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The Complete Peanuts 1969-1970 (Vol. 10) Hardcover – October 19, 2008
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About the Author
Mo Willems is an award-winning animator, illustrator, and author. His many books include the acclaimed children's books Knuffle Bunny and The Pigeon and Elephant and Piggie series.
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In his senior year in high school, his mother noticed an ad in a local newspaper for a correspondence school, Federal Schools (later called Art Instruction Schools). Schulz passed the talent test, completed the course and began trying, unsuccessfully, to sell gag cartoons to magazines. (His first published drawing was of his dog, Spike, and appeared in a 1937 Ripley's Believe It Or Not! installment.) Between 1948 and 1950, he succeeded in selling 17 cartoons to the Saturday Evening Post--as well as, to the local St. Paul Pioneer Press, a weekly comic feature called Li'l Folks. It was run in the women's section and paid $10 a week. After writing and drawing the feature for two years, Schulz asked for a better location in the paper or for daily exposure, as well as a raise. When he was turned down on all three counts, he quit.
He started submitting strips to the newspaper syndicates. In the spring of 1950, he received a letter from the United Feature Syndicate, announcing their interest in his submission, Li'l Folks. Schulz boarded a train in June for New York City; more interested in doing a strip than a panel, he also brought along the first installments of what would become Peanuts--and that was what sold. (The title, which Schulz loathed to his dying day, was imposed by the syndicate). The first Peanuts daily appeared October 2, 1950; the first Sunday, January 6, 1952.
Diagnosed with cancer, Schulz retired from Peanuts at the end of 1999. He died on February 13, 2000, the day before Valentine's Day--and the day before his last strip was published--having completed 17,897 daily and Sunday strips, each and every one fully written, drawn, and lettered entirely by his own hand--an unmatched achievement in comics.
Top Customer Reviews
All of these motifs are still present in the 1969-1970 volume, but they are beginning to be squeezed out by Schulz's increasing fascination with Snoopy's fantasy life and his new bird friend Woodstock. Now I love Snoopy and I find Woodstock appealing, don't get me wrong, but too many of the strips came to focus almost exclusively on them, to the detriment of some of the kid characters. Pig Pen has entirely disappeared, and Shermy, Patty, Frieda, and Violet only stroll by now and again. Charlie Brown, Lucy, Linus, and Peppermint Patty are now the only major characters besides Snoopy and Woodstock.
Everything changes, and Peanuts evolved almost continuously from its start in 1950. The difference I see here is that the changes apparent in this volume signal a move away from the strip's high point. Others will see this differently, of course, but for me personally this volume seems to start Peanuts' decline.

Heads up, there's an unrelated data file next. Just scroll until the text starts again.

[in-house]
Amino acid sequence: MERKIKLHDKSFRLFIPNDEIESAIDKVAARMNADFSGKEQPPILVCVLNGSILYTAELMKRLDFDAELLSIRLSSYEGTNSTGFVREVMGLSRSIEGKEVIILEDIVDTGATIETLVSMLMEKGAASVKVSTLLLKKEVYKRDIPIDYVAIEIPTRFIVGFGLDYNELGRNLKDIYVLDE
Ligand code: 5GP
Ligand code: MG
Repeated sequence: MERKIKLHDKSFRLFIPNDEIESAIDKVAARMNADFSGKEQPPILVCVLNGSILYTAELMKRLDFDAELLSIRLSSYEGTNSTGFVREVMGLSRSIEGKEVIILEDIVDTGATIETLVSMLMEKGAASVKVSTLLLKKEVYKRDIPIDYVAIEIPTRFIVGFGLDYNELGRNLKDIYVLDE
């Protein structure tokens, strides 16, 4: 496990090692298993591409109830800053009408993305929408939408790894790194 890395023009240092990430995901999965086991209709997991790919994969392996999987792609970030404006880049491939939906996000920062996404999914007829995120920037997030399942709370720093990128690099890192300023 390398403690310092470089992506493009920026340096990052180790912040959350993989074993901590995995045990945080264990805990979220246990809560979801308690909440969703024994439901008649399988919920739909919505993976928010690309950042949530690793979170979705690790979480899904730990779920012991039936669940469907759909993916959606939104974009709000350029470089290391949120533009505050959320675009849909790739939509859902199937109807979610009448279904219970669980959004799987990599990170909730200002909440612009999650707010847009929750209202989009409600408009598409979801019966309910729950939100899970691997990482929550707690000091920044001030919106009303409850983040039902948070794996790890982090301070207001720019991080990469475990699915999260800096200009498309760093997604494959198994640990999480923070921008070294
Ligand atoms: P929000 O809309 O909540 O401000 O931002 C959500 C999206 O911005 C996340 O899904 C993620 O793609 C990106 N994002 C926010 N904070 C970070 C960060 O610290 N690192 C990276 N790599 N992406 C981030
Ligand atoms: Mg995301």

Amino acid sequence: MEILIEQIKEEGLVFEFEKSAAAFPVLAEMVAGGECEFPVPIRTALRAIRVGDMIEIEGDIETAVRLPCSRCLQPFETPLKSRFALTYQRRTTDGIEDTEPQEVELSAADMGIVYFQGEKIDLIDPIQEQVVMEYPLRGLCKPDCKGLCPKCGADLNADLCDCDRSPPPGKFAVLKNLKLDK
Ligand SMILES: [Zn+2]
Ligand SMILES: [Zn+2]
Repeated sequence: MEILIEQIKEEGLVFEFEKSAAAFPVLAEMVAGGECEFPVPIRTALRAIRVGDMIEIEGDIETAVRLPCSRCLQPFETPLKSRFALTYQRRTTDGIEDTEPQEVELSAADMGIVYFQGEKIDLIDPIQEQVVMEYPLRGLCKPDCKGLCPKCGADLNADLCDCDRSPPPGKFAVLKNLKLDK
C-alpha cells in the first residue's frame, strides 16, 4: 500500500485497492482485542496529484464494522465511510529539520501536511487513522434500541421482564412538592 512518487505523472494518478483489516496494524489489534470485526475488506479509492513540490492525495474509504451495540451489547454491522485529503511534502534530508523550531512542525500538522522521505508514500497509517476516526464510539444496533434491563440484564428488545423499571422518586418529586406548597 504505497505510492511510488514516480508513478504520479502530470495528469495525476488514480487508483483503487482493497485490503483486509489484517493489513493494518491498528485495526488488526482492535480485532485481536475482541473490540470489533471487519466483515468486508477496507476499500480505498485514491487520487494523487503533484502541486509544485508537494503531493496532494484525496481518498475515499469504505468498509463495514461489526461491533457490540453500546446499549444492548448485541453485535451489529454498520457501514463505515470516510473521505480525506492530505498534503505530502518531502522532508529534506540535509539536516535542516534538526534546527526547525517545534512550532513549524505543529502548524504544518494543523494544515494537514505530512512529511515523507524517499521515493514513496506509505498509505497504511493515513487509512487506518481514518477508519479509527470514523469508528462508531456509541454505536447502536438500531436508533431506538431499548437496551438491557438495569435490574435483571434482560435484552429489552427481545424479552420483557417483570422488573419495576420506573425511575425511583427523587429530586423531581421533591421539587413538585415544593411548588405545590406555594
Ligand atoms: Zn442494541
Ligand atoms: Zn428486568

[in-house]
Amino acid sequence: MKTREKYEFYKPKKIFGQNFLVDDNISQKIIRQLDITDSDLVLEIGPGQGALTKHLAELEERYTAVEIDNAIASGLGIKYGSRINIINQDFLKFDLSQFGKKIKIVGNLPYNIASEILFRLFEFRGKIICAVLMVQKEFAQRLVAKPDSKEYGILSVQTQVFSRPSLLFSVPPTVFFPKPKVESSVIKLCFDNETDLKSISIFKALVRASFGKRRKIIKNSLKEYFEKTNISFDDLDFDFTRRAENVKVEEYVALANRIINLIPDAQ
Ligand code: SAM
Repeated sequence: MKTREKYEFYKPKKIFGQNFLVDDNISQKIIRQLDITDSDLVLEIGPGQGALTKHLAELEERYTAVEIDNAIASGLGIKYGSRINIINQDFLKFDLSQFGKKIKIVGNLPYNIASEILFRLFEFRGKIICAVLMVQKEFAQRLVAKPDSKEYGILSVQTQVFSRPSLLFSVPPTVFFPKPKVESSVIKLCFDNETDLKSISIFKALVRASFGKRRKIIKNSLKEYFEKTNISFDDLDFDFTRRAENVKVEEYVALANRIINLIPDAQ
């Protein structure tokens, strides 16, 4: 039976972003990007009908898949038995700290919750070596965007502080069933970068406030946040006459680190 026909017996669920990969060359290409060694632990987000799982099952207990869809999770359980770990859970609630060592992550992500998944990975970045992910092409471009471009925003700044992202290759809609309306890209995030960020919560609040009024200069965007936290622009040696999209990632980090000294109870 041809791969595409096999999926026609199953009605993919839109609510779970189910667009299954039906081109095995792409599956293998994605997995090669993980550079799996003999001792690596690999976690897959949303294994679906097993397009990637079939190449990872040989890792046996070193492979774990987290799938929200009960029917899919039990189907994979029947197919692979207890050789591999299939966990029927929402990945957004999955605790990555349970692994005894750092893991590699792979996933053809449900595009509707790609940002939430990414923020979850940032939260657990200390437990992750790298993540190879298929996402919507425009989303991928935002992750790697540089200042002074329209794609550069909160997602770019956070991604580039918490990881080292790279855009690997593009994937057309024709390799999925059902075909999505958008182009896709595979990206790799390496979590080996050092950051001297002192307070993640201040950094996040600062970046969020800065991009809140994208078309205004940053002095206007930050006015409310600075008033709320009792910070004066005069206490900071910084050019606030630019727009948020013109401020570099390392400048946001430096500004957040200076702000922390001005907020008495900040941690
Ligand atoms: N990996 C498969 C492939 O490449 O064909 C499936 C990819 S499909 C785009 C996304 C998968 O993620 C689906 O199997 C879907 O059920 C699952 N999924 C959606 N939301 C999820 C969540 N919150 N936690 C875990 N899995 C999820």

By this point the Peanuts gang had so settled into their routines, histrionics, and personalities that further comment isn't required. The absences remain more pronounced than the appearances. For instance, Pigpen does not appear once (though his filthy aura graces the spine). Shermy appears twice. When Frieda appears, she almost always goads Snoopy into chasing rabbits and not much more. Franklin's around, but he never plays a leading role. Peppermint Patty's monolithic personality crowds out these lesser characters. And Marcie doesn't even appear until the next volume. The Peanuts stage and cast won't change much for a few decades.
This volume closes out the 1960s. Some consider this decade the strip's absolute peak with the onset of the 1970s signaling the a decline that culminates in the 1990s. Whether true or not, no evidence of decline appears in this volume.Read more ›
Most Recent Customer Reviews
My daughter discovered these at our public library a number of years ago and she loves them. We will continue to help her build her own collection.Published 12 months ago by apmsmom
You can never go wrong with Peanuts! This is a wonderful Peanuts book and I am not sorry that I purchased it. Read morePublished 19 months ago by Stephanie S. Scheck
Each year for Christmas I give my husband a new set of these
He loves them and looks forward to getting the each year
This collection of Schulz's years has so much that revolutionized Peanuts--namely the hunt for the Red Baron and Woodstock. Read morePublished on March 23, 2010 by romevi
Peanuts and charlie brown is the greatist and so is this book have every one they have printed on the peanuts, quality of the book is great and a complete enjoymentPublished on January 17, 2009 by Dan (aka THXkid)
It was a present for a friend. But I love the peanuts as well and this book was just awesome and really funny.Published on January 12, 2009 by Peppermint Patty
The book was just as advertised. It is cover to cover Peanuts comic strips and is a well constructed hard back book.Published on January 7, 2009 by Jeff
I've read every Volume since they started this series. Inside ther's the same small, great strips I've smiled about the volumes before. The wonder is that although Mr. Read morePublished on December 22, 2008 by Amazon-Kunde